Your mum helped you get through one of the most dangerous times of your life — the first few days after fertilisation. She did it without even thinking about it, by stuffing the egg that helped make you full of everything you needed for those first few cell divisions. You think I’m exaggerating? I’m not.
Picture: Ed Uthman via Flickr
A human egg is enormous. OK, it’s tiny when you compare it to a chicken egg, but at a shade over a tenth of a millimetre in diameter, it’s easily one of the largest cells in the human body. Its gigantism is particularly noticeable when you compare it to a human sperm. Or to the 25 sperm cells you can line up across its centre.
But the length differences between egg and sperm pale in comparison to their differences in volume. If a sperm head was the length of an average person, it would be trying to drill into an egg a bit bigger than the largest tank at the Georgia Aquarium. The one they keep the whale sharks in.
That’s a hell of a size difference, especially when you consider that both cells contain essentially the same mass of chromosomes. And that’s the important thing, right? Fusing the egg and sperm nuclei and pairing up mum and dad’s 23 chromosome contribution to make a new human genome? If that’s the case, what’s filling up the rest of that ten-thousand fold space difference inside the egg?
Surprisingly, most of it isn’t food. It’s true that chicken eggs and their ilk contain a huge food store, but we don’t develop on our own. Human embryos get to mooch off mum as soon as they implant in a uterus, typically about a week after fertilisation. There’s enough food to take the embryo through those early days: amino acids to build proteins, fats to make new cell membranes, and sugars to burn for energy, but there’s not a lot of it.
Then what is taking up all that space inside a human egg? Here are some of the things we’ve identified so far.
Initial Operating Instructions
Long strands of RNA sit dormant inside the ovum, arranged in orderly lattices, waiting to be activated by fertilisation. Every major type of RNA is there; all of it copied from the parts of the maternal genome important for early development. Strands of ribosomal RNA (rRNA) will become part of the cell’s protein-making machinery, forming ribosomes to read mRNAs and build proteins from amino acids. Transfer RNAs (tRNAs), will fold into shapes that can capture amino acids to carry them to the ribosomes. Messenger RNAs (mRNA) hold codes for the enzymes that activate proteins as they leave their ribosomal construction sites and other proteins important for cell survival and cell division.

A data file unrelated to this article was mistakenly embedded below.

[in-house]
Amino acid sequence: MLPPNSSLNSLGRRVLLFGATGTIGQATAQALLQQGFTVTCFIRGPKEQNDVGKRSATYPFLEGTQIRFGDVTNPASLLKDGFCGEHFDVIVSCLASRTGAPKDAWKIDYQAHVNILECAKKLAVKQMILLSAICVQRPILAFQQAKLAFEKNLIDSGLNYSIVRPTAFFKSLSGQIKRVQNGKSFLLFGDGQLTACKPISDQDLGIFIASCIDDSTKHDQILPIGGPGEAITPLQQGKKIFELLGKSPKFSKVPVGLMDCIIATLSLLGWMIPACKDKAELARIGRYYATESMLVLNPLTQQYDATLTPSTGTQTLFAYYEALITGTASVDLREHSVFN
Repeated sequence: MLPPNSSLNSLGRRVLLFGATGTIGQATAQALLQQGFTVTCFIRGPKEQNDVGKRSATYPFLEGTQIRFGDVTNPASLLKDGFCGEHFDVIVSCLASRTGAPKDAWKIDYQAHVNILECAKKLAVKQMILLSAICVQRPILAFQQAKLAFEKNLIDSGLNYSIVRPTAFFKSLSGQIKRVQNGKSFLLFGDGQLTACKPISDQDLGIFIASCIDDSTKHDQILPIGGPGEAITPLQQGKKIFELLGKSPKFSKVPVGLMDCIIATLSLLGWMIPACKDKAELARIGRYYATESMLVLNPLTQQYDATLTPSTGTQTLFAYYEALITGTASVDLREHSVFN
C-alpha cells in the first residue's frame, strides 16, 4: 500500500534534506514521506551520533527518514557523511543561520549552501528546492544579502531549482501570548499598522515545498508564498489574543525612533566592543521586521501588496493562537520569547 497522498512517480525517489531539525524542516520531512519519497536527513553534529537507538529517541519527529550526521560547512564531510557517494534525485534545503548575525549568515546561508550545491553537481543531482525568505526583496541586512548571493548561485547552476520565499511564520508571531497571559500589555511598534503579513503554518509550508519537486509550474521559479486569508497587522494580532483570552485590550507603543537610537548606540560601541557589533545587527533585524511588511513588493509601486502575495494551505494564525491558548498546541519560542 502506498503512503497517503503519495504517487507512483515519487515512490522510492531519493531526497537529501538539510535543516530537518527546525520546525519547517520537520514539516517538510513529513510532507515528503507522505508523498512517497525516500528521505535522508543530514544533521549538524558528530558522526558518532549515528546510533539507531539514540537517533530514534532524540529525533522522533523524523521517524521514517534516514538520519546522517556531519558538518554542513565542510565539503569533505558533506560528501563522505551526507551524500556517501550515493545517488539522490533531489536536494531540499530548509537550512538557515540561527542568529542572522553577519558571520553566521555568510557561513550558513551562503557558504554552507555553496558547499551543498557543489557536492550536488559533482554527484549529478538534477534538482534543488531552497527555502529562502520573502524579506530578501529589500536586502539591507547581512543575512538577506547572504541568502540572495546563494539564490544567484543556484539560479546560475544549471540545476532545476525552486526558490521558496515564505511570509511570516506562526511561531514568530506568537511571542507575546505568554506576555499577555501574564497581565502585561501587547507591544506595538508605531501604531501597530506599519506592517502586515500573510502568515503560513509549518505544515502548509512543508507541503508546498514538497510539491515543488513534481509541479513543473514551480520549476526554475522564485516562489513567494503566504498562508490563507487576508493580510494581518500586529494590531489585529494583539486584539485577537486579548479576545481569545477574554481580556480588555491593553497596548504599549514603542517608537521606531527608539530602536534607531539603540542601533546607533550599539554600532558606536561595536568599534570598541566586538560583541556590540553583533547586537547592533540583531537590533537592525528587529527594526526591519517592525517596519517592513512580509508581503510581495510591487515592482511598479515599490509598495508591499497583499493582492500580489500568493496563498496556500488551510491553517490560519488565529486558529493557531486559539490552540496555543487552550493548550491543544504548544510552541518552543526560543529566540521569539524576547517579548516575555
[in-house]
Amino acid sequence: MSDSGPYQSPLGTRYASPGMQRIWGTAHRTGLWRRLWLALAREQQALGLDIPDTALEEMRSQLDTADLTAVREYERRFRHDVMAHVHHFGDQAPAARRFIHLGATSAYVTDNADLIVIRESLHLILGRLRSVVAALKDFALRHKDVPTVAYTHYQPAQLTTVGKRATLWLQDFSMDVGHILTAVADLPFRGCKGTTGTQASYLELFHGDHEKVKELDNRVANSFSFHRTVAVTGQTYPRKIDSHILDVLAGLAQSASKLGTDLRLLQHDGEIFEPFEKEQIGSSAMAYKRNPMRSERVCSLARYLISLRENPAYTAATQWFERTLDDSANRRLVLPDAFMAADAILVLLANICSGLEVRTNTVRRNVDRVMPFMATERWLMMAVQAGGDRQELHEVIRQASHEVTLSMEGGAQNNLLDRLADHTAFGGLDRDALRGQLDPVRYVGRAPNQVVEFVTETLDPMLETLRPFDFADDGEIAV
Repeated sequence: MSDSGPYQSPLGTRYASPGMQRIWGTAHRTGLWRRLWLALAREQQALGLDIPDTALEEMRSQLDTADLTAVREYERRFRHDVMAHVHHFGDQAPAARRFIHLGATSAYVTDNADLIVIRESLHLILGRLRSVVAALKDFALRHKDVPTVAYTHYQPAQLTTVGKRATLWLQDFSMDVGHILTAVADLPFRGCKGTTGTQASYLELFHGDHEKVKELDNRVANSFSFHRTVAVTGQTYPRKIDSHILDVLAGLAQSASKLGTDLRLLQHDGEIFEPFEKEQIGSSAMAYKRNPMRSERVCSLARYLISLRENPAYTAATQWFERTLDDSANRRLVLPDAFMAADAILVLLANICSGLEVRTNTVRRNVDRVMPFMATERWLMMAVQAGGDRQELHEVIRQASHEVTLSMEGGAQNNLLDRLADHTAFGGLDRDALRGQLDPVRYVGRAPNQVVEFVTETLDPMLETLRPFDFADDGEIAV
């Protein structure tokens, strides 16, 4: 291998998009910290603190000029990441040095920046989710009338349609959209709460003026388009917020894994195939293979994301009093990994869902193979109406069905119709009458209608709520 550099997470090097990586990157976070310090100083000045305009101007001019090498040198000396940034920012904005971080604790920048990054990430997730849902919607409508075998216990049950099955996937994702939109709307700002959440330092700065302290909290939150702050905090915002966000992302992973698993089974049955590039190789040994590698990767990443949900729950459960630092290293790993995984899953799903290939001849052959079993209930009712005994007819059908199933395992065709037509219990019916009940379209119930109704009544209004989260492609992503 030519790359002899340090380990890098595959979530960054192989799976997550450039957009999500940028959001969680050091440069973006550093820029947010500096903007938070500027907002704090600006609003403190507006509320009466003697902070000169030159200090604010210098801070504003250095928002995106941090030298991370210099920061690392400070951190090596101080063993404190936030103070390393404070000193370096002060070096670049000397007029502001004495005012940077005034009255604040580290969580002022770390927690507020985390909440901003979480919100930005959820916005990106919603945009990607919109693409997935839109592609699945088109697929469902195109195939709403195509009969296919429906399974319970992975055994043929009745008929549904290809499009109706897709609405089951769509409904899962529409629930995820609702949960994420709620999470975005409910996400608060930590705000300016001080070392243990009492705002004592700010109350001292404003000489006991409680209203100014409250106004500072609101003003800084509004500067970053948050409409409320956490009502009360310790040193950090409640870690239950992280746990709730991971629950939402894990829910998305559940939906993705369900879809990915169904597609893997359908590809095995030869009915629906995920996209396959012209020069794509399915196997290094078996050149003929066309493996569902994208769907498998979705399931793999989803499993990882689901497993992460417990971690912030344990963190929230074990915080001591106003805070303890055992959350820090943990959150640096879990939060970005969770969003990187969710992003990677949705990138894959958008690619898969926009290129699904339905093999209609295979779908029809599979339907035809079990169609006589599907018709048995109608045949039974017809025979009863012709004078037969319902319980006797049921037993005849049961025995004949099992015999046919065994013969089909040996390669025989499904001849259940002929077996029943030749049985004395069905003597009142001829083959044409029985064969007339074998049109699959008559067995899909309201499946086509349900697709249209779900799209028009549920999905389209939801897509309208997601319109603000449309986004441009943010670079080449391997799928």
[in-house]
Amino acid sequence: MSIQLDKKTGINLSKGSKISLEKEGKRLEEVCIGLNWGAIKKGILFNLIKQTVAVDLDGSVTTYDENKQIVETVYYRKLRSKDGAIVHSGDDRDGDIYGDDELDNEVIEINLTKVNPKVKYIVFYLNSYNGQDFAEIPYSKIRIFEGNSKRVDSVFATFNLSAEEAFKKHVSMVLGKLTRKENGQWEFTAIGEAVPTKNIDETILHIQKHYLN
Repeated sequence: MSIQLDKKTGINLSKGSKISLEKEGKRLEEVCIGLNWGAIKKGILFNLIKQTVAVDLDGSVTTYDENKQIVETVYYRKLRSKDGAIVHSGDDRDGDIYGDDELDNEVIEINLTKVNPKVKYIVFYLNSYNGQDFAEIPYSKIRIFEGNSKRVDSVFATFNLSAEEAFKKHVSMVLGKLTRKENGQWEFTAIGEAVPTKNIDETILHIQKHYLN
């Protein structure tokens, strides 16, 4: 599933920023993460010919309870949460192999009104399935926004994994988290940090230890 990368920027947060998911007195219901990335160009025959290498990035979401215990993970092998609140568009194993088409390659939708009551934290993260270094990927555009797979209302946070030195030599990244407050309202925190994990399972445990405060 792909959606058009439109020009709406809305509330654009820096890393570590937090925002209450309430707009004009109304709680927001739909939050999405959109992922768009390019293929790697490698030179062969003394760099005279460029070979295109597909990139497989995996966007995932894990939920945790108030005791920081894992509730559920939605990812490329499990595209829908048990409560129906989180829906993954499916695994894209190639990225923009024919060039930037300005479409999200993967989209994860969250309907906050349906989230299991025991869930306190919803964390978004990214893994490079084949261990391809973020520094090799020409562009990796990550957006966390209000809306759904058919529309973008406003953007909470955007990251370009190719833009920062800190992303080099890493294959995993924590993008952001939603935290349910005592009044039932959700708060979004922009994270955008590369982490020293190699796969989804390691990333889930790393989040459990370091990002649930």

Without the RNAs tucked into the oocyte by mum, the egg can’t develop after it’s fertilised. The new zygote will have a full compliment of chromosomes and two copies of every relevant gene, but its DNA is super-condensed: wound up and packed so tightly that DNA-reading proteins can’t attach to the DNA strands to access the code. In humans, the chromosomes don’t uncoil enough to be read until the embryo has between 4-to-8 cells. So all of the cell activity after fertilisation and the embryo’s critical first two cell divisions essentially need to run on autopilot.
The RNA instructions stored in the oocyte reactivate the dormant egg after fertilisation, help its nucleus fuse with the sperm’s, and guide it through its first two cell divisions. Most of it disappears once the embryo starts reading its own DNA.
Directions for Transformation